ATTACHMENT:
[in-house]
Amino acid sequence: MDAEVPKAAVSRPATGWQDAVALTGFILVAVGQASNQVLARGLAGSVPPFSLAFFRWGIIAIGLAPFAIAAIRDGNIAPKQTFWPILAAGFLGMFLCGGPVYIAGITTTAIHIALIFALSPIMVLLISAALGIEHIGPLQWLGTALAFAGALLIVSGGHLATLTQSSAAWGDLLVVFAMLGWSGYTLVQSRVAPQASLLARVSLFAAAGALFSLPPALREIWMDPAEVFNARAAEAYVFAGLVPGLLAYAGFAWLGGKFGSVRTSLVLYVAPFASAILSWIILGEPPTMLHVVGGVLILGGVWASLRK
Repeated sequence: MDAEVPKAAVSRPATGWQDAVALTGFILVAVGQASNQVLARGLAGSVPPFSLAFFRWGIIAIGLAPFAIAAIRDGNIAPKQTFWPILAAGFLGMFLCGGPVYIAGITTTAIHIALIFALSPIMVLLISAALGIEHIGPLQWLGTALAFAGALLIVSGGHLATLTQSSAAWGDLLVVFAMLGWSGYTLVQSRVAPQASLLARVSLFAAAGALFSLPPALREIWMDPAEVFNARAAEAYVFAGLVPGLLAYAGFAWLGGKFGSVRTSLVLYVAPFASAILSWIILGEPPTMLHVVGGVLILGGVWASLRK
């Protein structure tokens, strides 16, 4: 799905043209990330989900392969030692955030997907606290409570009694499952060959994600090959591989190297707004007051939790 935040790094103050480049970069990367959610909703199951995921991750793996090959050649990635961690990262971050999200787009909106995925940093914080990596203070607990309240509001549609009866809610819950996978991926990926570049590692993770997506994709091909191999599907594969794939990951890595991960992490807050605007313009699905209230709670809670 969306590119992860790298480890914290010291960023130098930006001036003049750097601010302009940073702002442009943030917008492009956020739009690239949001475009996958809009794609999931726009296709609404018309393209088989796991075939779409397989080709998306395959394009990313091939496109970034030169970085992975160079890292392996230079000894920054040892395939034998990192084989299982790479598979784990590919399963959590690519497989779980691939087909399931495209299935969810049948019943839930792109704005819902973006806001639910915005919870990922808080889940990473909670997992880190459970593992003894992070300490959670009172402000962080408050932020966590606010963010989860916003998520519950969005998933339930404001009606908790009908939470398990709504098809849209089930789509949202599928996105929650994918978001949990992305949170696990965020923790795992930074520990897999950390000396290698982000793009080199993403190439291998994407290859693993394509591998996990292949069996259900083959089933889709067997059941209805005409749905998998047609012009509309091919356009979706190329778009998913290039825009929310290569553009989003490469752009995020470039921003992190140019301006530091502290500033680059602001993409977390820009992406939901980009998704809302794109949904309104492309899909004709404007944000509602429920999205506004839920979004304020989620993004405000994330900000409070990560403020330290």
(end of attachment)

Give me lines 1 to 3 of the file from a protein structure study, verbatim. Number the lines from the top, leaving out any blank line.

[in-house]
Amino acid sequence: MDAEVPKAAVSRPATGWQDAVALTGFILVAVGQASNQVLARGLAGSVPPFSLAFFRWGIIAIGLAPFAIAAIRDGNIAPKQTFWPILAAGFLGMFLCGGPVYIAGITTTAIHIALIFALSPIMVLLISAALGIEHIGPLQWLGTALAFAGALLIVSGGHLATLTQSSAAWGDLLVVFAMLGWSGYTLVQSRVAPQASLLARVSLFAAAGALFSLPPALREIWMDPAEVFNARAAEAYVFAGLVPGLLAYAGFAWLGGKFGSVRTSLVLYVAPFASAILSWIILGEPPTMLHVVGGVLILGGVWASLRK
Repeated sequence: MDAEVPKAAVSRPATGWQDAVALTGFILVAVGQASNQVLARGLAGSVPPFSLAFFRWGIIAIGLAPFAIAAIRDGNIAPKQTFWPILAAGFLGMFLCGGPVYIAGITTTAIHIALIFALSPIMVLLISAALGIEHIGPLQWLGTALAFAGALLIVSGGHLATLTQSSAAWGDLLVVFAMLGWSGYTLVQSRVAPQASLLARVSLFAAAGALFSLPPALREIWMDPAEVFNARAAEAYVFAGLVPGLLAYAGFAWLGGKFGSVRTSLVLYVAPFASAILSWIILGEPPTMLHVVGGVLILGGVWASLRK